- A House proposal to turn school-meals entitlement programs into a block grant with limited funding is not included in the reconciliation bill but could resurface.
- The bill would freeze inflation adjustments to reimbursement rates paid to schools.
- The bill would bar illegal-immigrant children and certain legal immigrants from receiving subsidized meals.
- The bill would remove the guarantee of coverage for all eligible families and turn welfare funds over to states through block grants.
- It would bar additional benefits for recipients who have more children while on welfare, except in states whose legislatures vote to opt out of the policy.
- It would allow states to receive more federal funds if their illegitimacy rates decrease.
- A House provision that would have barred unmarried teenage mothers from receiving benefits was not included.
- Several programs would be consolidated into a block grant; $17 billion is authorized over seven years, 70 percent of which is earmarked for welfare recipients.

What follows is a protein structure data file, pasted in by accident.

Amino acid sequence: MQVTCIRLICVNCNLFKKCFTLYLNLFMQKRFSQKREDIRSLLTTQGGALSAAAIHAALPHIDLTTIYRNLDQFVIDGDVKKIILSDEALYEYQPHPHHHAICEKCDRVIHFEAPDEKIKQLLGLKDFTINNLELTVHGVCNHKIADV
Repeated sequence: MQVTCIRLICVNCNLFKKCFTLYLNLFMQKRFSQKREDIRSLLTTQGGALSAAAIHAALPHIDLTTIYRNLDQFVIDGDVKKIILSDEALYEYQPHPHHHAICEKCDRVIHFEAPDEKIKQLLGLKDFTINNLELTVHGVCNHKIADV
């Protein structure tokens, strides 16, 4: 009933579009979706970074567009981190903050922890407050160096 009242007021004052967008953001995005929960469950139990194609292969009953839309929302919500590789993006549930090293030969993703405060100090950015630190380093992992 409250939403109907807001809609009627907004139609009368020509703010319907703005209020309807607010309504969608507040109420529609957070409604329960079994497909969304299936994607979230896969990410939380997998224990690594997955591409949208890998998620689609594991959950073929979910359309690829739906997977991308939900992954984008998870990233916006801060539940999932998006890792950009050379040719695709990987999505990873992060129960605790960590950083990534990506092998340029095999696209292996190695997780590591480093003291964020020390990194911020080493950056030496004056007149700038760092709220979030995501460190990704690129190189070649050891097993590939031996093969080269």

Supplemental Security Income
- The bill would tighten eligibility rules, requiring children to meet specific definitions of disability.
- It would require that cash-benefit levels be determined by the severity of a child’s disability, rather than just family income.
- The bill would replace guaranteed coverage for poor children and disabled people with a block grant to states, with limited funding.
- It would require that states cover poor pregnant women and children under age 12.
- The bill would save $4.9 billion over seven years by decreasing subsidies to private lenders and limiting the direct-lending program to 10 percent of total student-loan volume.
SOURCE: House and Senate staff members.
A version of this article appeared in the November 22, 1995 edition of Education Week as Budget-Reconciliation Highlights